Click the button below to write your legislator or click here to call your legislator.

 

http://www.congressweb.com/LRI/12

 

We Advocate on the Hill. Each year the LRI mobilizes representatives from the National Coalition to visit legislators on behalf of the lupus community throughout the country.  Learn how you can be a Virtual Advocate without ever leaving home!

Friday, December 13, 2013

Autoimmune Arthritic Illnesses - Finding it not "Easy" ... To Be... Me.

An Autoimmune Space - Is it every Easy - to Be - "Your" own Me?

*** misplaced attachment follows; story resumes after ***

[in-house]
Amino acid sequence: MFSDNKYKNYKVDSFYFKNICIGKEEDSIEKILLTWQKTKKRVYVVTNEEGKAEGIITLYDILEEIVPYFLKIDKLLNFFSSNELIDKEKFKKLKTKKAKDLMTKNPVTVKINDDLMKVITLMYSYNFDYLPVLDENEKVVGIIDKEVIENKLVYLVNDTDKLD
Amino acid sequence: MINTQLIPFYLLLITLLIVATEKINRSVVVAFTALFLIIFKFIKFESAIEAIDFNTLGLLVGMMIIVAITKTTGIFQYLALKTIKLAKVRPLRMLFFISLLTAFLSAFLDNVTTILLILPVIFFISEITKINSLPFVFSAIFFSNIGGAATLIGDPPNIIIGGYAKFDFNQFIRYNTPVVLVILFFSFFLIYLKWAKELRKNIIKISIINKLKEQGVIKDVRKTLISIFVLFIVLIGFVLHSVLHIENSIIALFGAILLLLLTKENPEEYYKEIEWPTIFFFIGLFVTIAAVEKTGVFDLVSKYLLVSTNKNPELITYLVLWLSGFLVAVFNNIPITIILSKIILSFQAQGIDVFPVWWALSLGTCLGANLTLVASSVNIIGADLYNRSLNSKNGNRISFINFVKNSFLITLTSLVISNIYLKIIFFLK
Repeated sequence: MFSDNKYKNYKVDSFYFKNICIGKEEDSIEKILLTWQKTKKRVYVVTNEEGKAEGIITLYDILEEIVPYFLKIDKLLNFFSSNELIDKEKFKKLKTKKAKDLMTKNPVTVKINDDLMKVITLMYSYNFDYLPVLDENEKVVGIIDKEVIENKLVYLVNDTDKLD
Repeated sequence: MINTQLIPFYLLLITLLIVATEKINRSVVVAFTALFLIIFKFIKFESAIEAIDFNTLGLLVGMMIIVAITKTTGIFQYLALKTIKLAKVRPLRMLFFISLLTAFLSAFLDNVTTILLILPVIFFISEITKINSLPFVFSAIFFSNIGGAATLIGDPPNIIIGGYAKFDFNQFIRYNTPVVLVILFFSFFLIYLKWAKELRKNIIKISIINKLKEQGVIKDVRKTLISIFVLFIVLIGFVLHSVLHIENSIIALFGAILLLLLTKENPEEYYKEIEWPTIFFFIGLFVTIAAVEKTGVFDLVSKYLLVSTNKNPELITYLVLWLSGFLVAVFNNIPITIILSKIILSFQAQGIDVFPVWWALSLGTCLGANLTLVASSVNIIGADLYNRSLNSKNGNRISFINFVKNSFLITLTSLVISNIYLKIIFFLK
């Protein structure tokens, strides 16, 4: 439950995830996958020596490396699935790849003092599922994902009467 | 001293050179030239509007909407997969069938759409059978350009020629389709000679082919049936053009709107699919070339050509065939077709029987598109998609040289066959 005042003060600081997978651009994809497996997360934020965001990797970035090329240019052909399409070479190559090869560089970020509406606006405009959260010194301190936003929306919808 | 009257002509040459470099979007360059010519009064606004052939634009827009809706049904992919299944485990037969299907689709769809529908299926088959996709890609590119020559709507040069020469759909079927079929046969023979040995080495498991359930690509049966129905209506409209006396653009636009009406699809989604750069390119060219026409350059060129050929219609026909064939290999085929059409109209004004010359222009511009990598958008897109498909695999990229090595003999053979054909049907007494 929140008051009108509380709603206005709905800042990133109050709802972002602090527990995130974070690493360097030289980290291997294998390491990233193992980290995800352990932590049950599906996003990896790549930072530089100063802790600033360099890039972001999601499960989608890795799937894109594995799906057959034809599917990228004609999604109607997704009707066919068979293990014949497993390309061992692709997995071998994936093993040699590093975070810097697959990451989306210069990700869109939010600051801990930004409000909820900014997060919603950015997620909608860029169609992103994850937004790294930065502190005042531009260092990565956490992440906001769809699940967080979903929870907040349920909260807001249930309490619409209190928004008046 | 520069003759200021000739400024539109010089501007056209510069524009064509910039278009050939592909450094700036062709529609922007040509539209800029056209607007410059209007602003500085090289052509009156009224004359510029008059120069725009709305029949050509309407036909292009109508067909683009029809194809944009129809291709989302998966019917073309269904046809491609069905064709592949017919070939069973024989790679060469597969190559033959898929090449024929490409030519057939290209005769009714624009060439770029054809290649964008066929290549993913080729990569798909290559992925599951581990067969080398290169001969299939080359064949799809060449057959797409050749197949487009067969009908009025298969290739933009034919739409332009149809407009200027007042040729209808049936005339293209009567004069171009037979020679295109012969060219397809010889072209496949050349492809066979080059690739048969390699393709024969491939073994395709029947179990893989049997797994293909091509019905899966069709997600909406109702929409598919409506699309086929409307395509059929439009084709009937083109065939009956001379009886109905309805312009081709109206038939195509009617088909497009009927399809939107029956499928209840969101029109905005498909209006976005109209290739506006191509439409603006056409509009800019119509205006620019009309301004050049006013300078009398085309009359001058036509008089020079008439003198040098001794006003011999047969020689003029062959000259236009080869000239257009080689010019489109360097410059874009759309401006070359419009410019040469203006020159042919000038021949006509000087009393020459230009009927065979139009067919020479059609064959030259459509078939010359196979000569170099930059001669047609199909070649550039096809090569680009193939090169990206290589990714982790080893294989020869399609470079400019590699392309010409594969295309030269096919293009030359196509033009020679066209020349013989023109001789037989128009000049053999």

I heard this song last night on a movie we were watching... Oddly enough I found that David Grey's songs really hit home with me, when I was brand new in a huge city. I had never lived anywhere but a small town, & huge cities were something I "visited" to go shopping, to doctors and so forth. I got "introduced" to this man's music just after moving there, when my entire world had been completely transformed. I had gotten on a bus and road for almost 3 straight days and nights, to a job that I had never done, in the middle of Seattle that I knew nothing about, would have to "learn" how to go back and forth from Seattle to the islands around such as Bainbridge, drive in a city that had almost "mountains" in places in the main streets & to where every single thing in my whole life was going to be in the "background". I shall be "reborn" in a manner, you could call it. I was doing a job I never had done before, which was being an assistant manager at one of the apartment buildings in the "creative & quirky" part of Seattle known as Capitol Hill. Even the way of speaking was different there. Words we frequently used in Texas were not said much in Seattle. For instance, the "grocery store" as we called it most of the time in Texas, was the "market" in Seattle. Dinner was used, not "supper".  I slowly "self-learned" to try and "lose" my "Texas dialect" and try to sounds more like a I was "home grown" in Seattle. Of course you can take the girl out of TX, BUT you can never take the Texas Accent out of the girl! Just about everywhere I went the first question was after I said "Hello" was where are you from? I got asked if I were from "GA, MS, NC & several others that people tend to associate with a "southern accent". Yet, even though Texas is considered southern, they have their own unique accent. In fact we sound like a bunch of hicks from the hills. I couldn't completely take away the inflection from my born and bred accent, but what I could do is sound "less" like a southern dummy, and more educated. By the way, the FIRST thing just about every person, man or woman, said to me after I opened my mouth and they heard me speak was "Oh, that is so charming"! Man I almost hated to hear someone say that after while. I did NOT want to sound "charming". To me that just indicated I still sounded like some South Southern woman, who was about as dumb as a brick, drinking iced tea with a sprig of mint in it, wearing some frilly, flowery dress & ordering her many "staff" around all day long. Thus charming did not set well with me... LOL...